NASA Astronaut Christina Koch has returned to Earth after spending a record 328 days in space, breaking the record for the longest time a woman has spent in space.
Koch and two of her colleagues returned to Earth at 4:12 a.m. EST on Thursday after the spacecraft carrying them home landed on a remote, frozen patch of desert in Kazakhstan, 7,000 miles away from Houston where NASA is headquartered and where most of the NASA astronauts like Koch live.
Koch spent a total of 328 days in space, followed 5,248 orbits around Earth, performed six spacewalks, and spent 42 hours and 15 minutes working outside the International Space Station.
Koch’s lengthy stay in space broke a record set in 2017 by NASA astronaut Peggy Whitson, who spent 288 days on a single mission in space. She broke Whitson’s record on December 29. Koch’s mission is also the second-longest spaceflight ever taken by an American astronaut.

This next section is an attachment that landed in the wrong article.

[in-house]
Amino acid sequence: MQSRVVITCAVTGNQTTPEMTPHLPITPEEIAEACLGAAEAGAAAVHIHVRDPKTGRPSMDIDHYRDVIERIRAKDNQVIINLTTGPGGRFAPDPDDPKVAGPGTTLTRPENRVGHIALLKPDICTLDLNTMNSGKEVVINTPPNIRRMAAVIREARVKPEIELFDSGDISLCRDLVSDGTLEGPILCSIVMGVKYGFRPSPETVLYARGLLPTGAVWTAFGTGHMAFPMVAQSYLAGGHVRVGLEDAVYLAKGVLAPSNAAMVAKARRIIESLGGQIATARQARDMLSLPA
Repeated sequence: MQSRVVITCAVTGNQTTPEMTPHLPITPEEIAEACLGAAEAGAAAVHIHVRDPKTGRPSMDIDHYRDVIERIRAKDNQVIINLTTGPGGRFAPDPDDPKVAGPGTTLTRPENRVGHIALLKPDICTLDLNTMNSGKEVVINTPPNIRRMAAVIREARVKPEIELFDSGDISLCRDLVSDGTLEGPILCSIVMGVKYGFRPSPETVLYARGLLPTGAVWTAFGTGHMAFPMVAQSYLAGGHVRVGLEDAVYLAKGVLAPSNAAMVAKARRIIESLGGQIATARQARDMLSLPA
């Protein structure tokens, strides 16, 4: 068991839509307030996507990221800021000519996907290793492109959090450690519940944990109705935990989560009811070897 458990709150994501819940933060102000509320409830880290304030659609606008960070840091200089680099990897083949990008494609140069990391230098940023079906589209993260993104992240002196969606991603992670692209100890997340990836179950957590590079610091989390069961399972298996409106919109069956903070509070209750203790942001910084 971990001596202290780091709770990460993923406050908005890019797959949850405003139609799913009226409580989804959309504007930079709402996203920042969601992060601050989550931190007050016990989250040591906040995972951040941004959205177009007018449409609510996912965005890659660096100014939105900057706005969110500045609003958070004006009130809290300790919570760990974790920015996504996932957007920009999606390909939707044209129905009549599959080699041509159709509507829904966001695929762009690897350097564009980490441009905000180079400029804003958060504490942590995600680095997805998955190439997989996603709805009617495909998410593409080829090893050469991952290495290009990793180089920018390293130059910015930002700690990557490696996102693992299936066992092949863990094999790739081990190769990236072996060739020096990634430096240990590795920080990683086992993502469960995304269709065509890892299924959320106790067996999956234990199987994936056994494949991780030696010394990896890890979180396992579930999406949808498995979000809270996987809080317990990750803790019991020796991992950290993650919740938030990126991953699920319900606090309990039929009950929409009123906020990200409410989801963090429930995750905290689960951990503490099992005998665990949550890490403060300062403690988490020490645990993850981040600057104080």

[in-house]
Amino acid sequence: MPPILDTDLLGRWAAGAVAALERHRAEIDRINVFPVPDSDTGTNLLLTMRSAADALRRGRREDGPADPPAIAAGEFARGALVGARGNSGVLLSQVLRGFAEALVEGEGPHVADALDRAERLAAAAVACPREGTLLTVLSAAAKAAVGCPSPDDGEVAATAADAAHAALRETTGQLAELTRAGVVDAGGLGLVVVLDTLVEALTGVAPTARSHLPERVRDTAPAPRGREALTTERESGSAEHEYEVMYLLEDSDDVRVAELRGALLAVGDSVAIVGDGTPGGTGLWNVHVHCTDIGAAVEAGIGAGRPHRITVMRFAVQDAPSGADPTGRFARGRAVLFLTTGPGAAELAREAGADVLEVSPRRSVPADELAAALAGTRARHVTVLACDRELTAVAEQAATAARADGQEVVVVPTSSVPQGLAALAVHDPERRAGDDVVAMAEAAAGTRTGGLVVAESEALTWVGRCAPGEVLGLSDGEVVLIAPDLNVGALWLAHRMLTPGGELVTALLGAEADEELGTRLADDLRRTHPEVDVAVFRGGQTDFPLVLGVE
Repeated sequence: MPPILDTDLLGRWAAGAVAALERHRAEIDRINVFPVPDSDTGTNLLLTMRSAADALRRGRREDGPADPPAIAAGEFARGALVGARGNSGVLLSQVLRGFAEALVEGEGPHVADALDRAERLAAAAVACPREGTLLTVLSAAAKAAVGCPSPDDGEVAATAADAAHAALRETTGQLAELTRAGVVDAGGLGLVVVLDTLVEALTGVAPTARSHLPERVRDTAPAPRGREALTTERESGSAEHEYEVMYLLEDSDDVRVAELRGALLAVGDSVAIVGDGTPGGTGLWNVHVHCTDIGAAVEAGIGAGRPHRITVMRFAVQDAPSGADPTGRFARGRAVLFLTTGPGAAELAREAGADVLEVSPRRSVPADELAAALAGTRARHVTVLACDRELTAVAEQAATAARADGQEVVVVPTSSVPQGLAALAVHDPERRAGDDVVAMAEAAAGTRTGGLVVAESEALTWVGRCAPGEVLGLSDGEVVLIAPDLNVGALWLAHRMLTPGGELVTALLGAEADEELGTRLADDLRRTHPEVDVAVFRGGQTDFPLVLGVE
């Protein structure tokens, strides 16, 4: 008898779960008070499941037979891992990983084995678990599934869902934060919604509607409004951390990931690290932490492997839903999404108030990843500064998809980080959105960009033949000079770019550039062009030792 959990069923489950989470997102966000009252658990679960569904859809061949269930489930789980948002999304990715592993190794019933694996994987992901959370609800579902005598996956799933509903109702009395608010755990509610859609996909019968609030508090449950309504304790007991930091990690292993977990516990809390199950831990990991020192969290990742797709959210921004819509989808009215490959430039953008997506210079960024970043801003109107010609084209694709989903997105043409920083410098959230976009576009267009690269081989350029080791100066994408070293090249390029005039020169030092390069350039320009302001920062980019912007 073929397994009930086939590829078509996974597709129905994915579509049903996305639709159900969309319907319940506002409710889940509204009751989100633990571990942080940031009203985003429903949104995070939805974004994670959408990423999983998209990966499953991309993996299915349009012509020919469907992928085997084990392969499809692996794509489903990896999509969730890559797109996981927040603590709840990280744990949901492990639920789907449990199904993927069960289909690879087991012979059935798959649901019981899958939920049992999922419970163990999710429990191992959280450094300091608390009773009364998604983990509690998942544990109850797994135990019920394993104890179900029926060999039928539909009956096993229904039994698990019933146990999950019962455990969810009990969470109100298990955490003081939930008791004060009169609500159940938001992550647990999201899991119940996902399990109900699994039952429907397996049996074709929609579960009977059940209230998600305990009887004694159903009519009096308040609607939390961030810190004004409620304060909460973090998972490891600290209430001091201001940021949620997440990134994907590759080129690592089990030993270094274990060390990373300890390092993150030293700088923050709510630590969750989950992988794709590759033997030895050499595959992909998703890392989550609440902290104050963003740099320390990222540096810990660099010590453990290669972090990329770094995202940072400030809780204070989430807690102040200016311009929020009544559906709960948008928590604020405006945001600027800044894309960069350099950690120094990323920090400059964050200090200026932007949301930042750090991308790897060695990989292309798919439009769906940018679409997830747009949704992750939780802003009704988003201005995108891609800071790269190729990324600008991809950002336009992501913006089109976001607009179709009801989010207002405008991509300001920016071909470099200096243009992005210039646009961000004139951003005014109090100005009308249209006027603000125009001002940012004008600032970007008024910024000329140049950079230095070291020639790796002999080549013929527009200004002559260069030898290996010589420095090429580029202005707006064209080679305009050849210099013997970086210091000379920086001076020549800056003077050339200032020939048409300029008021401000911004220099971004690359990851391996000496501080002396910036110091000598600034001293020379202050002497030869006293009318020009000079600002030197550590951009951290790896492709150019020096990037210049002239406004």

Scott Kelly holds the record for the longest spaceflight taken by an American astronaut.
Koch’s achievement comes as NASA is celebrating 20 continuous years of being present on the International Space Station, which 240 miles above Earth.
Koch, a North Carolina scientist who joined the astronaut corps in 2013, participated in a number of scientific experiments while onboard the space station. Some of those experiments had to do with mustard greens, bio-printing, combustion, and kidney diseases.